So why go on?

It’s hard to not get burned out waking up each day feeling like you are falling short of your goals – that you don’t matter.

Well, I want to reframe this for you today:

Being Famous Sucks

I’ve got news for you, by all accounts, being famous sucks. Just read Jim Carey’s new book, Memoirs & Misinformation, which I covered in another video.

Many of the world’s most cherished celebrities have killed themselves, morbid thought, and we hear more and more stories of doxxing (where someone reveals your personal information online) or swatting (where someone calls the police pretending to be you committing a crime in your house). Often people are targeted for their wealth. Lady Gaga’s DOG WALKER was just shot! What a world! There are very REAL potential consequences of being rich & famous that suck. Look at what happened to Dave Chapelle over the years, or Britney Spears.

And also – fame is a fickle mistress. 

How many actors were once at the top of their game and can’t find work anymore? How many times have you wished Kathy Griffin would stop making specials? Someday people who once loved you could easily turn on you just as quickly. 

Marcus Aurelius said: “People who are excited by posthumous fame forget that the people who remember them will soon die too. And those after them in turn. Until their memory, passed from one to another like a candle flame, gutters and goes out.”

So fame is fleeting. And a terrible goal. And possibly something that we should actively be *avoiding*, if anything.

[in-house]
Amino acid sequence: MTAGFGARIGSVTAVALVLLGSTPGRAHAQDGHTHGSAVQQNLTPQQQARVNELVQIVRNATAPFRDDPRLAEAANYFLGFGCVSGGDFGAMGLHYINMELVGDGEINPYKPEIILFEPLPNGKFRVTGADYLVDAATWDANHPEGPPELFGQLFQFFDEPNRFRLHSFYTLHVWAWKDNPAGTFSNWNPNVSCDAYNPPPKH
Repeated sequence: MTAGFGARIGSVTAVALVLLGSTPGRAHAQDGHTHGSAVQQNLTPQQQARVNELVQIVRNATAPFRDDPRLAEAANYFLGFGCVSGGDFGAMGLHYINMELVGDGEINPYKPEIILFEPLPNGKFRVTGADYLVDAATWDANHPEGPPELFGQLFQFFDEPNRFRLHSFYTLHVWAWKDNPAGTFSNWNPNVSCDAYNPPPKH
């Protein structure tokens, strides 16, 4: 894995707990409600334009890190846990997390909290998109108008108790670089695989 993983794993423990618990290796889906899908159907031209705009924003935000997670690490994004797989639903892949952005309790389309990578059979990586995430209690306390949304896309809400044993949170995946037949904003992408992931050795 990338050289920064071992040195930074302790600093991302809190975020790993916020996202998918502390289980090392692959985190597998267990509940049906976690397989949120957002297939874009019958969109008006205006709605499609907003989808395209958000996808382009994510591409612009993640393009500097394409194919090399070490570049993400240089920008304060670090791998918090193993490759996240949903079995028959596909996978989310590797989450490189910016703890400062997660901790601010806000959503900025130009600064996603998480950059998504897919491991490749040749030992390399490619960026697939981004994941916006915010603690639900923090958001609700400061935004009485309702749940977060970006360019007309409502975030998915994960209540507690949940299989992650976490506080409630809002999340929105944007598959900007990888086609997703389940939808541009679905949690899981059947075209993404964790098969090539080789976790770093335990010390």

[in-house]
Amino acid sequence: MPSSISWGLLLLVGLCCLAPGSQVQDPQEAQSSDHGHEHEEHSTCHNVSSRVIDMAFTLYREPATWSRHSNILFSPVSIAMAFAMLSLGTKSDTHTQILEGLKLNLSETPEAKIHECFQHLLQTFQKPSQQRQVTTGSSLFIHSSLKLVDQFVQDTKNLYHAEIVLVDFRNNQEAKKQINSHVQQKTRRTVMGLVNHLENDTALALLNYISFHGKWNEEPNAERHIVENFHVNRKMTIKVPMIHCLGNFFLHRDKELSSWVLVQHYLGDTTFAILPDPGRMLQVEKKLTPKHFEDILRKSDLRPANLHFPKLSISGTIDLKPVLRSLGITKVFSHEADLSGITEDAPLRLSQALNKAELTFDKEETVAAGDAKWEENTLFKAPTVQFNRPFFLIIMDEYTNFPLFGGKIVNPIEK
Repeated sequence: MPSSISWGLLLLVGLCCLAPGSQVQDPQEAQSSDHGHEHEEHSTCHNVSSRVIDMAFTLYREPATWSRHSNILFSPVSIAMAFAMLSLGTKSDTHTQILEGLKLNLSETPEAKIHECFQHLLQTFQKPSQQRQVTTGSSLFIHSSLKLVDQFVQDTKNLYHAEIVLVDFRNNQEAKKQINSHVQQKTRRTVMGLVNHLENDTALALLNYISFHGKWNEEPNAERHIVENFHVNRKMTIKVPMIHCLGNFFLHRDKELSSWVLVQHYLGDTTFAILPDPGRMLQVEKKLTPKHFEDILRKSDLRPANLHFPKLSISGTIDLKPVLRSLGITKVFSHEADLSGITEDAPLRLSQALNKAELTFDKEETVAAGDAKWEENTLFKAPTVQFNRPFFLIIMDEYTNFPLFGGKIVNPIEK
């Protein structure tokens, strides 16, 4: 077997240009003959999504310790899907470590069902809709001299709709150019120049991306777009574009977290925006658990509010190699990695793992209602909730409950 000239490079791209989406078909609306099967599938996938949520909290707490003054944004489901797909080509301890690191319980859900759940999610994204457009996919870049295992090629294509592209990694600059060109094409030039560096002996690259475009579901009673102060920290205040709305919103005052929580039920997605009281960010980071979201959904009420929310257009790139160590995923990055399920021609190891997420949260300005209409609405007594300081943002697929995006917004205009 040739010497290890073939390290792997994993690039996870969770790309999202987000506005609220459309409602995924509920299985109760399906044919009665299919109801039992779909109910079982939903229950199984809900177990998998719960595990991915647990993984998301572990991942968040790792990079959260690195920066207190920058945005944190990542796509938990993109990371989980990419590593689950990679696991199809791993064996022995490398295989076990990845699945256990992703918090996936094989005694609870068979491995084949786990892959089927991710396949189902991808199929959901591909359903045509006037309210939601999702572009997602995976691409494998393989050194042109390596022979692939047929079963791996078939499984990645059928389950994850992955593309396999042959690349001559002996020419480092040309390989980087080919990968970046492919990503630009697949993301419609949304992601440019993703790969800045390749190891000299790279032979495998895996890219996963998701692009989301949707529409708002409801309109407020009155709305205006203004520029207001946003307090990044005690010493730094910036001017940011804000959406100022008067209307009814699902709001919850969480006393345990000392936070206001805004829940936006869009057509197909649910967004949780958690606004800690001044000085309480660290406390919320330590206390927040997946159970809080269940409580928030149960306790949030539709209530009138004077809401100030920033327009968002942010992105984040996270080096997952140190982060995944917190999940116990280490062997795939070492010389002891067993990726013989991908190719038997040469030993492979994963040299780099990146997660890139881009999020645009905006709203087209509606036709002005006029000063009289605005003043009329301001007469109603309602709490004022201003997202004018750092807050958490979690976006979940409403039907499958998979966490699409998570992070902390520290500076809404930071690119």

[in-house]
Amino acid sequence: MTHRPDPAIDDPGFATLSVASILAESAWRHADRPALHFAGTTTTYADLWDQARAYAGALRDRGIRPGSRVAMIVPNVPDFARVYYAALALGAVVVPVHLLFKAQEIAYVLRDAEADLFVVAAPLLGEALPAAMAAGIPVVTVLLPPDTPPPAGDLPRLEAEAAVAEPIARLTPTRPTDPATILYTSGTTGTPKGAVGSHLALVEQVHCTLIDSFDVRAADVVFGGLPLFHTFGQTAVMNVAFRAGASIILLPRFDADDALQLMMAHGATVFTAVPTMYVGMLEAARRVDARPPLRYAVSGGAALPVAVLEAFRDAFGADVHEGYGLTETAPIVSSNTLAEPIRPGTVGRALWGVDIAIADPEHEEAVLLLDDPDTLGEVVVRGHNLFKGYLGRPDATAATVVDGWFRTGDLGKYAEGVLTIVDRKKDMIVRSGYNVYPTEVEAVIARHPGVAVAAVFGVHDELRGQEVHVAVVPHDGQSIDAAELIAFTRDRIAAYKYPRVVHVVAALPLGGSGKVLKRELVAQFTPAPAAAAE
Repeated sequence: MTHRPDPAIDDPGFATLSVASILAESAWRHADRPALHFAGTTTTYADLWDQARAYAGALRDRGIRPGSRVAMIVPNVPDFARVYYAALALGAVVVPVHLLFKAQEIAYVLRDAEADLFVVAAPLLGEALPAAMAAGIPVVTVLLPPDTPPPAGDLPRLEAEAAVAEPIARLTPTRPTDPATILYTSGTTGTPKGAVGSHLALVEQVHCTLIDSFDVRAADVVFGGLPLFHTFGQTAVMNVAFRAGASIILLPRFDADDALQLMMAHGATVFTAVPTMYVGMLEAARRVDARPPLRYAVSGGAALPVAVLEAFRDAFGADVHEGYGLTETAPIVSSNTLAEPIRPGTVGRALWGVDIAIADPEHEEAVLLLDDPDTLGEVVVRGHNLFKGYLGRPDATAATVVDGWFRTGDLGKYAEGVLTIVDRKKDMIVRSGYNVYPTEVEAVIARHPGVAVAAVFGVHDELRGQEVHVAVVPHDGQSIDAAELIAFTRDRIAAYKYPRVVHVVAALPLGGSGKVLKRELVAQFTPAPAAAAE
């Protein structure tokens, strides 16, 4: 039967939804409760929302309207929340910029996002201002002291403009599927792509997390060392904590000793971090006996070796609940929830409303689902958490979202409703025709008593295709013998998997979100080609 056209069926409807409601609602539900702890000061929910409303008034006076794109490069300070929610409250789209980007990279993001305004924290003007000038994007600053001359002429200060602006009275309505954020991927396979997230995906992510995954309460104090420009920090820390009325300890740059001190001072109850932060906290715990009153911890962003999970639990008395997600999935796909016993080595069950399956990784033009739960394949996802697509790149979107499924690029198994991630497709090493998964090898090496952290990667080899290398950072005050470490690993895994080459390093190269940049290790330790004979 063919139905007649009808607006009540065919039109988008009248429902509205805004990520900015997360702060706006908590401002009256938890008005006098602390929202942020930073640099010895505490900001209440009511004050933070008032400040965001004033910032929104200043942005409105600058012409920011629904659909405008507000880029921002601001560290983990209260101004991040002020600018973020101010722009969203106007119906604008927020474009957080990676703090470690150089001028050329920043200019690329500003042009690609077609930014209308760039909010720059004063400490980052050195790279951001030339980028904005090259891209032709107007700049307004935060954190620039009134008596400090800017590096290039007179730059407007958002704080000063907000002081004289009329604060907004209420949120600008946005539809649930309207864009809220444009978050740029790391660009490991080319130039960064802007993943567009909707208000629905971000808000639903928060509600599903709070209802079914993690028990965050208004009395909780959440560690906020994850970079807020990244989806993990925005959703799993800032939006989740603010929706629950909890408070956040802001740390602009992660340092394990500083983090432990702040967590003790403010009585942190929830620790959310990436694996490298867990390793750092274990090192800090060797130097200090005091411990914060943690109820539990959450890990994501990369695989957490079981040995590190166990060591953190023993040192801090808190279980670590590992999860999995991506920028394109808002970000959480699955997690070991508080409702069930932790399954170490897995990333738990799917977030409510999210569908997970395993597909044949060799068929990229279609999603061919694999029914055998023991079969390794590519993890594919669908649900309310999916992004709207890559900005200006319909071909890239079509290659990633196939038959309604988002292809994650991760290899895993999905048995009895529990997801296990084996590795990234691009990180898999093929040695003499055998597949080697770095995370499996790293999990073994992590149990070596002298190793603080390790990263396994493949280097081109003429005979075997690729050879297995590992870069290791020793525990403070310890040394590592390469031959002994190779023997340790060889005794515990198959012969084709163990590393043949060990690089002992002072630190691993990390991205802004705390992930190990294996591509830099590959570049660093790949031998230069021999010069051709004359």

And we should listen to famous people when they tell us that their happiness does not come from their success, just like Richard Branson, who said of happiness:

“It’s holding my new grandchildren’s tiny hands. It’s looking up at the stars and dreaming of seeing them up close one day. It’s listening to my family’s dinner-time debates. It’s the smile on a stranger’s face, the smell of rain, the ripple of a wave, the wind across the sand. It’s the first snowfall of winter, and the last storm of summer.”

In addition to a “to do” list, he argues we should cultivate a “to be” list.

BUT yet, am I advocating that you do nothing if you feel compelled, for whatever reason, to go that extra mile?

Conan O’Brien said that fame is just a consequence of making stuff. And with this, I wholeheartedly agree.

The real question is: what kind of person are you?

How about instead of focusing on what you’ve gotten, what you get, or what you might not get, why not focus on who you are?

What if you don’t create because you want the approval of random strangers or “to be famous”, but rather you create because you are a creator? Full stop.

What if you write jokes because you have a sense of humor? Or because you like to laugh?

What if you make music because you’re a musician? You speak because you’re a speaker? You write because you’re a writer?

You cook because you’re a chef or you build because you are a builder? 

This reframes our lives in a different way that’s less focused on the results.

Creative people create. Or as Steve Jobs said someone crassly, “Real artists ship”. But I’m not going to dig too deeply into that particular one.

If we can focus on being the best version of ourselves instead of focusing on what we get out of life, we just might burn out more slowly. We just might get more done. We can choose to focus on our own mastery, nothing else.

So ask yourself? Are you the type of person for whom comfort is the main goal? If so, relax! Take it easy! No one is telling you to do otherwise. Enjoy the s*** out of that relaxation. Have fun, it’s your life!

Or are you the type of person who wants to see what they’re capable of? Who enjoys learning, building, and getting better?

Neither is right or wrong, but whatever choice you make, it should originate from within you, and not from the outside world.

If we can see each creation as a celebration of what we’re capable of and not a chore to be done, then we will all be on the right path.

Posted in
Scroll to Top